The Difference Between var, let and const in JavaScript and Good Coding Practices

Written by: DESTINY IDIKA

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Published 2 Years Ago On Thursday, March 17, 2022
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Before the release of ES2015 (ES6), JavaScript variables were only declared using the var keyword; however, with the introduction of ES6, new ways to declare variables using let and const were introduced. This oftentimes brings up questions - mainly as to which keyword should be used, and when:

var english = "Hello Destrotech!";
let french = "Bonjour!";
const german = "Hallo!";

In this article, we will explore the difference between the three various ways to declare variables in JavaScript - that is var, let and const, their scopes and when to choose any of them.


What is Scope in JavaScript?

Scope is an important concept to know in order to write code in most of the programming languages, and it plays an important part in choosing which variable keyword you'll want to use.
Scope defines variable availability. In JavaScript, we have two scopes: Global and Local.

1. Global Scope: Variables declared outside any code block or function are known as global variables because they have a global scope, and can be referenced from any function or block.

Note: In a JavaScript document, only one global scope exists. Again, any variable declared outside any function or block is globally scoped:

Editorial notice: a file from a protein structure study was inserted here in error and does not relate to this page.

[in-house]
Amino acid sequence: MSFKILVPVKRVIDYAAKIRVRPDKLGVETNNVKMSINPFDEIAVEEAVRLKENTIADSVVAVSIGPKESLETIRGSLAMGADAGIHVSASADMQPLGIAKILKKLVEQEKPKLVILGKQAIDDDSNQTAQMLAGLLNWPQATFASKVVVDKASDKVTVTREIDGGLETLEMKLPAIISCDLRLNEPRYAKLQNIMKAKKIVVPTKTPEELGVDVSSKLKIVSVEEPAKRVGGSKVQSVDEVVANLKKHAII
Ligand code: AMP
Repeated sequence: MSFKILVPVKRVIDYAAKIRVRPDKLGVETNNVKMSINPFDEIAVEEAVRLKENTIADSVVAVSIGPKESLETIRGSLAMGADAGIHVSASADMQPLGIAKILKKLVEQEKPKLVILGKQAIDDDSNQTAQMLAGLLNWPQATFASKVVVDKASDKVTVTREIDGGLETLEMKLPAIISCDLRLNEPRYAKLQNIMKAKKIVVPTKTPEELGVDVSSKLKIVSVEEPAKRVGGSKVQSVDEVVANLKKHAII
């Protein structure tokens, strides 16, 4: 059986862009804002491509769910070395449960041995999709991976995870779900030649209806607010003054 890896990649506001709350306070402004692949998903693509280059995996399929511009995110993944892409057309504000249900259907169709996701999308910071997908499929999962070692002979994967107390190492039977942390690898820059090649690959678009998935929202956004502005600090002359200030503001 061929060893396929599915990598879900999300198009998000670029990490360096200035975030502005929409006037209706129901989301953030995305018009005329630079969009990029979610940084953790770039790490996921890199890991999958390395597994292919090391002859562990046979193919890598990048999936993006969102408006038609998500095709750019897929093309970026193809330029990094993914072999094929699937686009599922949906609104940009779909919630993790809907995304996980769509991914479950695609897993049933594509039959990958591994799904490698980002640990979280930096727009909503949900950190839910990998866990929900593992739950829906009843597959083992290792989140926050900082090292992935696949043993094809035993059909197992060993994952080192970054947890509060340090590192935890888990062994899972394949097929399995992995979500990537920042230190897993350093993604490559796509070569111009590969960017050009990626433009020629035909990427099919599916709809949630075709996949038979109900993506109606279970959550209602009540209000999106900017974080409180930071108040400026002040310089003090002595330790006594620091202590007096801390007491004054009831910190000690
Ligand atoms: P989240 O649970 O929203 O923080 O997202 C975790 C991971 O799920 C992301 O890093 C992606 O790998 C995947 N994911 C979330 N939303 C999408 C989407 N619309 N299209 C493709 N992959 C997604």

Example: Suppose you have a script file. Maybe MyScript.js
// Initialized outside of function or block
var Name = "Destiny Idika";
function PrintName() {
  console.log(Name);
};
   
PrintName();

In the example above, name is accessible within the PrintName() function, as it has a global scope. It exists in the context of the application That is, the MyScript.js, and the PrintName() function or any other function can reference it from anywhere within MySript.js!

2. Local Scope: Variables declared within any code block or function are known as local variables, because they have a local scope. They can be referenced only within the code blocks or functions in which they're defined.
Example: Suppose you have a script file. Maybe MyData.js

function PrintData() {
    // Initialized within a function or block
    var Name = "Destiny Idika";
    var Age = 20;
    console.log(Name);
  };
     
  function PrintAge() {
    console.log(Age);
  }
     
  PrintAge();

The output / Result of the above example:
   
    error: Uncaught ReferenceError: id is not defined    


How come? Age is defined - but it isn't defined in the scope of the PrintAge() function. As far as the function is concerned - no Age variable exists. It starts by checking whether there's a locally scoped variable. Since there's none, it checks whether there's a globally scoped variable. If not - Age is not defined from the context of PrintAge()!

Let's take a look at how var, let and const depend on the scope, and when each should be used!


The var  Keyword in JavaScript

In JavaScript, var is a reserved keyword which is followed by a reference variable name. The name defined after the keyword can then be used as a pointer to the data in-memory.
Using var is the oldest method of variable declaration in JavaScript. Let's declare a variable and initialize it by assigning a value to it using the assignment operator (=):
    // Initialized within a function or block
    var Name = "Destiny Idika";

Alternatively, you can break this down into two steps - variable declaration (what it is), and variable initialization (assigning a value to it):

// Declaration
var Name;
// Initialization
    Name = "Destiny Idika";

Scope of var
When defined within a function - any var is restricted to that function. When defined outside of a function, a var is global:
  var firstName = "Destiny";
 
  function checkLastName() {
    var lastName = "Idika";